Roses are red, Tories are blue, dear DWP, a heartfelt f**k you…

DWP Valentines Tweet
Fréa Lockley

Twitter users have sent the Department for Work and Pensions (DWP) a heartfelt f**k you after the department, overseen by Esther McVey, sent out a timely but twisted tweet for Valentine’s Day:

Twist the knife…

Here, in all its ‘glory’, is the DWP tweet:

To twist the knife, the link in the tweet doesn’t go to a helpline. It doesn’t even go to a DWP link to change an existing claim. No. It goes straight to an article in The Daily Express.

As Jonathan Bartley, co-leader of the Green Party, wrote:

And the Shadow Business and International Trade Minister tweeted:


The DWP said: “claiming to live alone is one of the most common types of benefit fraud”. So without getting into the reasons why thousands of people need to claim benefits, the chaos of Universal Credit, or even the impact of benefit cuts over the past seven years, let’s talk about benefit fraud.

The Independent established through freedom of information requests that, between:

2015-16 and 2016-17, 332,850 [fraud] cases were closed… Of these, 287,950 were found to have no or little evidence to substantiate the claim – or 87 per cent.

And yet it also emerged that:

the DWP did not pay £1.7billion of benefits to people who deserved them in 2016/17, with errors by the department often to blame.

This is equivalent to “1% of total expenditure, the highest recorded rate”. And there are also now 300,000 unemployed people not even claiming benefits.

As Debbie Abrahams, Labour’s Shadow Work and Pensions Secretary, said:

It really is shameful that the Government believes this is the message it should be focusing on at a time when people’s lifelines have been slashed. Let’s not forget a record 68 per cent of assessment decisions taken to tribunal are being overturned by judges, with the DWP spending more than £100m in just over two years on reviews and appeals.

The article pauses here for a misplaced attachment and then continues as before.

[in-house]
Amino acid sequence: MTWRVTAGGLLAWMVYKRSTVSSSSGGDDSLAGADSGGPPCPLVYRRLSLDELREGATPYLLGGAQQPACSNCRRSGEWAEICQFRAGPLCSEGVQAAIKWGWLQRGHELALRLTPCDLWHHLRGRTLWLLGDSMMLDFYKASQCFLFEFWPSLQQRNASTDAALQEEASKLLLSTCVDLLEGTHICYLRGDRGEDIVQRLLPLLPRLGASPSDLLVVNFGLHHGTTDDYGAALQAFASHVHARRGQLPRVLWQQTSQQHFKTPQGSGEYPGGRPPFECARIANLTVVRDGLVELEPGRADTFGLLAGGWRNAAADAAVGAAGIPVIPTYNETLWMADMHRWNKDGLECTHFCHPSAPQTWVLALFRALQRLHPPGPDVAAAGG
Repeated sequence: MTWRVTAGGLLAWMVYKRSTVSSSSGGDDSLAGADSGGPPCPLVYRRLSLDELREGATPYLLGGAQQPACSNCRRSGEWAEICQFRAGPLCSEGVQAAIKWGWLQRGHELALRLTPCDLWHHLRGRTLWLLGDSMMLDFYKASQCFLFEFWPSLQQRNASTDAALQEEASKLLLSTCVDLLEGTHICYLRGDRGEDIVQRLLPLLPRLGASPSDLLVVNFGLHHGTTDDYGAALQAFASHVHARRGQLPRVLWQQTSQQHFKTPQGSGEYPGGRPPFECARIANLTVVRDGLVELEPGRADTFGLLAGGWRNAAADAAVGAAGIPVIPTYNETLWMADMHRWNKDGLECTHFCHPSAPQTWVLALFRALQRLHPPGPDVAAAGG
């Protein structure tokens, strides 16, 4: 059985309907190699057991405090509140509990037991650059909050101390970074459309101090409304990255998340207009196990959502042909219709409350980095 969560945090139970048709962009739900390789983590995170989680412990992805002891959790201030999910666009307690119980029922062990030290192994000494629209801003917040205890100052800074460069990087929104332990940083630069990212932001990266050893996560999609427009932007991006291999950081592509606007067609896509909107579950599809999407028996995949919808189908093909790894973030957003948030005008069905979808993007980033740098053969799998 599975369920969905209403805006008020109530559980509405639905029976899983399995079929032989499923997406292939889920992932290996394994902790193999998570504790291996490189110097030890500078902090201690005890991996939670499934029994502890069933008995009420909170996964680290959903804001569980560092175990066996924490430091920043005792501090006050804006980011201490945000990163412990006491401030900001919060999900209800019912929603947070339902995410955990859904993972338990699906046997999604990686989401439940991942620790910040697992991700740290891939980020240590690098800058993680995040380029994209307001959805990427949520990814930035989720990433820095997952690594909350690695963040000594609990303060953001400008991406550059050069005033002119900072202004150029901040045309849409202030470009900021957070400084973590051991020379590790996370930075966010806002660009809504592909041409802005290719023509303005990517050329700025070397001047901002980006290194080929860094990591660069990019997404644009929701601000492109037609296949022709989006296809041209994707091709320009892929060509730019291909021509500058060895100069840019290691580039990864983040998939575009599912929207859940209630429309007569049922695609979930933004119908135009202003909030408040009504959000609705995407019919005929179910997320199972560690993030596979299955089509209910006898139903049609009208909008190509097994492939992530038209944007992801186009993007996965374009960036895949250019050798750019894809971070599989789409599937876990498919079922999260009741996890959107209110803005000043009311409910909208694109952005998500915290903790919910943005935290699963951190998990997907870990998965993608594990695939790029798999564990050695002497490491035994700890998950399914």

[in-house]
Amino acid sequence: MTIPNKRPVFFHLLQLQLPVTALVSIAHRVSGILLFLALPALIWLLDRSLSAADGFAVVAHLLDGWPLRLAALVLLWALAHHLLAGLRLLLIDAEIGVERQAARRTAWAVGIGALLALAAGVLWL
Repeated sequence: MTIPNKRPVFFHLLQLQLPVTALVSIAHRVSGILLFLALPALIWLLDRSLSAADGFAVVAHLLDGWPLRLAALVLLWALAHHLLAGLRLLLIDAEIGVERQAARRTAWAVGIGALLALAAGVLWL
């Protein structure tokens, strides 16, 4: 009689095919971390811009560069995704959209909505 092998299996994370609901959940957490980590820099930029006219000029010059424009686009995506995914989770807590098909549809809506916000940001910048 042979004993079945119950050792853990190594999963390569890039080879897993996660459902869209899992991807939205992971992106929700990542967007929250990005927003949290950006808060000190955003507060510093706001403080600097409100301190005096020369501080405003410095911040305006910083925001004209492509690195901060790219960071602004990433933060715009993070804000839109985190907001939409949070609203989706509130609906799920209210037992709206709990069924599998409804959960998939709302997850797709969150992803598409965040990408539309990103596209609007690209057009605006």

It’s a very different story, meanwhile, for those who have not been forced to claim benefits. HM Revenue and Customs (HMRC) estimated [pdf, p3] a loss of £34bn in tax. This included: £5.2bn from tax evasion (illegally hiding activities from HMRC to avoid tax) and £1.7bn in tax avoidance (exploitation of legal loopholes to avoid tax).

But these official figures on tax loss have been challenged. Richard Murphy, who runs the website Tax Research UK, thinks the tax avoidance gap could be as much as £19bn a year, if “tax havens, as well as sums evaded by companies like Google and Amazon” are included.

A heartfelt f**k you…

For millions, the DWP tweet is an insult too far. As the Prospect magazine said:

14 million people are living in poverty, many in work. And their benefits have been frozen while the price of rent and travel and food continues to soar. And yet, from sanctions to Universal Credit, the government continues to demand ever-increasing compliance, and meekness, and loss of privacy, in exchange for so little money that you’ll need to use a food bank anyway.

Some people have suggested the DWP may have had ulterior motives for sending the tweet:

And many have sent a ‘loving’ response back to the DWP:

To be honest, these responses are better than this government deserves.

Get Involved!

– Support independent campaign groups like Gingerbread, Disabled People Against Cuts (DPAC), Streets Kitchen and Movement for Justice.

Featured image via screengrab

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